Moxie: A Review

Moxie%3A+A+Review

Starla Marcelo, Editor, Writer

                      Recently, the movie “Moxie” was released on Netflix. A summary by npr.com states, “It’s a story about Vivian (Hadley Robinson), a 16-year-old girl trying out the idea of a political self for the first time via a feminist zine (the titular Moxie) that she secretly begins publishing and stacking up on top of the hand dryers in the school bathrooms. The zine leads to the formation of a Moxie club, and then to something of a movement. It’s also a story about Vivian as the child of a single mom (played by Poehler), and how she struggles with her mom’s desire to date. And there’s more! Vivian is getting involved with her first boyfriend, Seth (Nico Haraga), a guy who knows about and digs her secret work. She’s having some growing pains with her longtime best friend Claudia (Lauren Tsai), in part because she’s making a bunch of new Moxie friends including Lucy (Alycia Pascual-Peña), whose boldness in standing up to jerks is part of what gets Vivian going in the first place.” While the movie was okay, I didn’t love it. I will explain my thoughts on it.

First off, I wasn’t a fan of the fact that there were so few riot grrrl songs in a riot grrrl movie. Like, hearing some Bikini Kill in a mainstream Netflix movie was super cool, but if it were me, the whole soundtrack would have been classic and new riot grrrl, and not just Bikini Kill. Also, if it were me making it, the straight, white, cisgender, upper-middle-class girl definitely would not have been the main character, especially since this is one of the things riot grrrl has been so heavily criticized for since its birth. I like that there were POC and queer characters, but seeing one of them as the lead would have been nice and less repetitive, and definitely a good step towards putting people oppressed and excluded by riot grrrl in the past at the forefront of it. However, I do like the fact that I did not hear any “radical feminism” (terfs) or terf rhetoric throughout the film (unless I missed something), especially since there was a trans character. I was worried about that when going into it. (Friendly reminder that reducing the identity of a woman to their anatomy is super terf-y and literally doing the same thing the patriarchy does- boiling women down to just that!! Don’t do that.)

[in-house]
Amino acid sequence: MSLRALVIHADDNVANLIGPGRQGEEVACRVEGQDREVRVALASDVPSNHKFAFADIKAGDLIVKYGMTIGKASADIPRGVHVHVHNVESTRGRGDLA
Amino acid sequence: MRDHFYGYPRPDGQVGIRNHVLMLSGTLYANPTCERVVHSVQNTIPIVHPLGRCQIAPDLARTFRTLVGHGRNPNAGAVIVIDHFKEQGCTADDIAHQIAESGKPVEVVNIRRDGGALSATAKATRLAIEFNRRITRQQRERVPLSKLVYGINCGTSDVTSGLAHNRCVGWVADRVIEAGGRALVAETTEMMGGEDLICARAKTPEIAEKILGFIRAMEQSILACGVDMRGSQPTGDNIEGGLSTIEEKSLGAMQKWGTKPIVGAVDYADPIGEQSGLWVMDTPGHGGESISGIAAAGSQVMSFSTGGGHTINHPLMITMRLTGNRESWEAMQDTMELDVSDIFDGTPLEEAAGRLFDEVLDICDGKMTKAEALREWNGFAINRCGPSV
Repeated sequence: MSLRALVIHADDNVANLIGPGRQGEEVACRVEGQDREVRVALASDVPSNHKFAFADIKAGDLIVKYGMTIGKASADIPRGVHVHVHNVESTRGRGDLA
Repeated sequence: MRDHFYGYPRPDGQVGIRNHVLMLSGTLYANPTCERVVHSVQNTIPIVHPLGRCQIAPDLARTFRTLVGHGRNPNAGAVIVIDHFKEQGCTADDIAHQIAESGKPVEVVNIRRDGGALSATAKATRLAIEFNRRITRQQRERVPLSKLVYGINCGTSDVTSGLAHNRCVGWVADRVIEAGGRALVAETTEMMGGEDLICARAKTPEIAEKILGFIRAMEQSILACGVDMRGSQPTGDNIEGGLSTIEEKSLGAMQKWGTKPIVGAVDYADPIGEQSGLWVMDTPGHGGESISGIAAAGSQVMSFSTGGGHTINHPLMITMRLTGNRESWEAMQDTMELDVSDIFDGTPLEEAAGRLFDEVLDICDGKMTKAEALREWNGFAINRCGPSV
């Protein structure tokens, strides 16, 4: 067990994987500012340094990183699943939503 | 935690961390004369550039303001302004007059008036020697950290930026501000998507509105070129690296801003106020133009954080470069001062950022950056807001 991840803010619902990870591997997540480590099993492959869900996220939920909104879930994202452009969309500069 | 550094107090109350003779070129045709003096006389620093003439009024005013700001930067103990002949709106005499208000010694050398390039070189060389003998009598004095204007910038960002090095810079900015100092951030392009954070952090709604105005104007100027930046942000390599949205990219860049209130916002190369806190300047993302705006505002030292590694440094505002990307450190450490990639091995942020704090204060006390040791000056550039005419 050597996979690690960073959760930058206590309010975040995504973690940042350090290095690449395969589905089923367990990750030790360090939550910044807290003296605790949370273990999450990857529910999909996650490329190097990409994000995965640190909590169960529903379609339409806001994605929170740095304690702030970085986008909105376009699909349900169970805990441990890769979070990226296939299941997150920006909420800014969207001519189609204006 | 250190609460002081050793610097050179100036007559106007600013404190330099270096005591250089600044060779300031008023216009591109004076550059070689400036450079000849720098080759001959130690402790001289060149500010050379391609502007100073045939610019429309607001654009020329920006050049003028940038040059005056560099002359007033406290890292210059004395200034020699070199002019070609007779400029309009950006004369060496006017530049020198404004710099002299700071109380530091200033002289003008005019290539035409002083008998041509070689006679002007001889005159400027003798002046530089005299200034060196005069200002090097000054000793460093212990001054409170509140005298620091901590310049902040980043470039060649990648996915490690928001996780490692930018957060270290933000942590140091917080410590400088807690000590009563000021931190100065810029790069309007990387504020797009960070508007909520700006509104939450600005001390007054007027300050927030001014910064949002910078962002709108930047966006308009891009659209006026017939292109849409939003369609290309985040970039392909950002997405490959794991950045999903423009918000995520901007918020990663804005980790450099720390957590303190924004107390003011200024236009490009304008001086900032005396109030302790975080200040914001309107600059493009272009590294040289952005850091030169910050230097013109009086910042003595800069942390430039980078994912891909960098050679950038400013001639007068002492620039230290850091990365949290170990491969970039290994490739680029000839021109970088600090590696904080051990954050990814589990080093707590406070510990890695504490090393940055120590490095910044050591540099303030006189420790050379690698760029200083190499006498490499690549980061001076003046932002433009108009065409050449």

Overall, the movie was fun to watch and I enjoyed it, but I don’t think it was the best representation of riot grrrl culture. It might have been good movie, but maybe not the best “riot grrrl movie” if that makes sense. I do think it’ll probably get a lot of young people into riot grrrl which is cool!! To sum it up, I would probably give it a rating of 3 out of 5. 🙂

 

-✩starla✩

Works Cited

Holmes, Linda. “’Moxie’ Says Some Things, But Not Everything, About High School Feminists.” NPR, NPR, 3 Mar. 2021, www.npr.org/2021/03/03/972891158/moxie-says-some-things-but-not-everything-about-high-school-feminists.